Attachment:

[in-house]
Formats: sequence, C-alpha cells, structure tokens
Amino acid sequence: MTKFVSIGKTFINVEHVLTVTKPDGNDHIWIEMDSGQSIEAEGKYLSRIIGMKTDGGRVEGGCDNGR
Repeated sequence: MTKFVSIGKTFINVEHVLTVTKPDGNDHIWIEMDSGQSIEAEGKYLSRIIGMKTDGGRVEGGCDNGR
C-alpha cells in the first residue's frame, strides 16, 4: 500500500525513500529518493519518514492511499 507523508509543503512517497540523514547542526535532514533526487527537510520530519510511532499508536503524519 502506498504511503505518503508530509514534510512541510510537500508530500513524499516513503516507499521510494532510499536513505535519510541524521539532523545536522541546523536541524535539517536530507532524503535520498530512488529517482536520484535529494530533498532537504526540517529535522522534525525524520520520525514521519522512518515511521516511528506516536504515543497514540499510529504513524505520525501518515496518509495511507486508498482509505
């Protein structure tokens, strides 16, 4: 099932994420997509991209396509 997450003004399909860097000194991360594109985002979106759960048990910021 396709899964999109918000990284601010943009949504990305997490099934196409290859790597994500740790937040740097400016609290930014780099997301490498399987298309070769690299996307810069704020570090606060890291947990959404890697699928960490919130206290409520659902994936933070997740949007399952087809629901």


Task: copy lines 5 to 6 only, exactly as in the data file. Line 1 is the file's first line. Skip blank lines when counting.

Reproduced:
C-alpha cells in the first residue's frame, strides 16, 4: 500500500525513500529518493519518514492511499 507523508509543503512517497540523514547542526535532514533526487527537510520530519510511532499508536503524519 502506498504511503505518503508530509514534510512541510510537500508530500513524499516513503516507499521510494532510499536513505535519510541524521539532523545536522541546523536541524535539517536530507532524503535520498530512488529517482536520484535529494530533498532537504526540517529535522522534525525524520520520525514521519522512518515511521516511528506516536504515543497514540499510529504513524505520525501518515496518509495511507486508498482509505
């Protein structure tokens, strides 16, 4: 099932994420997509991209396509 997450003004399909860097000194991360594109985002979106759960048990910021 396709899964999109918000990284601010943009949504990305997490099934196409290859790597994500740790937040740097400016609290930014780099997301490498399987298309070769690299996307810069704020570090606060890291947990959404890697699928960490919130206290409520659902994936933070997740949007399952087809629901």